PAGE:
• on-the-spot cheating in which a student tries to access answers from another student orally or by looking at another’s test paper.

The following strategies try to help prevent either or both of these.

Prepare your Exams Accordingly

Have 2-3 versions of each test. Don’t spend your time making different questions, simply alter the order of either the questions or the answers so students cannot find an answer by glancing at a neighbor’s test. alternatively, have 3 unique data sets or three unique cases so that answers differ across three versions of the test.

Print your exam on non-white paper, and have another colour of paper available for rough work. Students who brought a smaller, white-coloured sheet to slip under their exam will be foiled. Make sure you use only pale colours that have a good contrast so students can read easily.

Secure the Testing Environment

Require that students bring their Conestoga ONECard as identification. Students may attempt to write each other’s test in large cohorts.

Do not let students choose their own seats. Consider numbering the seats 1-X and as students enter, assign them a random place. Or you can number the test papers and place them around the room and as students come in send them to the next number. You can also create a seating plan in advance and project it on the screen so students sit where assigned. Once everyone is seated, create a seating plan if you didn’t use one. Let the class know you will be doing so as evidence in the event that students submit similar answers.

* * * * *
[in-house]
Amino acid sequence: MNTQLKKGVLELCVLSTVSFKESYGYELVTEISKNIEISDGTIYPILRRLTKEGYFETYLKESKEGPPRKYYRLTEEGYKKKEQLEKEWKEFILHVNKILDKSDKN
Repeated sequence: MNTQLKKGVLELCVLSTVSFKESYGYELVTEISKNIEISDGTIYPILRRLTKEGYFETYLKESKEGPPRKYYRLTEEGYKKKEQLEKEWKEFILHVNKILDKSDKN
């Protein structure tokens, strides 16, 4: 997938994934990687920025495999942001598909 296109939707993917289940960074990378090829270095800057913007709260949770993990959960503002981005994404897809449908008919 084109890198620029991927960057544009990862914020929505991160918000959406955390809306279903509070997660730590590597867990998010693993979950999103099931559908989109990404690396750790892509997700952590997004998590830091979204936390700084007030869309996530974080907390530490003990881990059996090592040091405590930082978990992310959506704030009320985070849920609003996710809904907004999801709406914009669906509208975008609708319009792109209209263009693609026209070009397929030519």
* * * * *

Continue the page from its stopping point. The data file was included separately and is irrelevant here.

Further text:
Do not allow any watches, cell phones, Bluetooth devices, tablets, musical devices, programmable calculators, coats, bags or pencil cases to be within arm’s reach. All of these items could contain digital or print copies of course materials. Such items need to be left in lockers, placed in baggies, set along the front wall or placed away from the student’s reach under the table. Be aware that faculty in Ontario have caught students with extra cell phones on their persons so circulating around the room remains important. See a discussion of new cheating capabilities at ‘Cheating watches’ warning for exams and Cheating Watch on Amazon.

Instructions Prior to Beginning Exam

Tell students that they need to take a sticker and write their name on it and affix it to any water bottle or coffee cup they have with them during the exam. Tell them these items must be left behind on the table when they exit and will be inspected. Do not allow any food items or gum in the exam as wrapper notes are a popular cheating tool.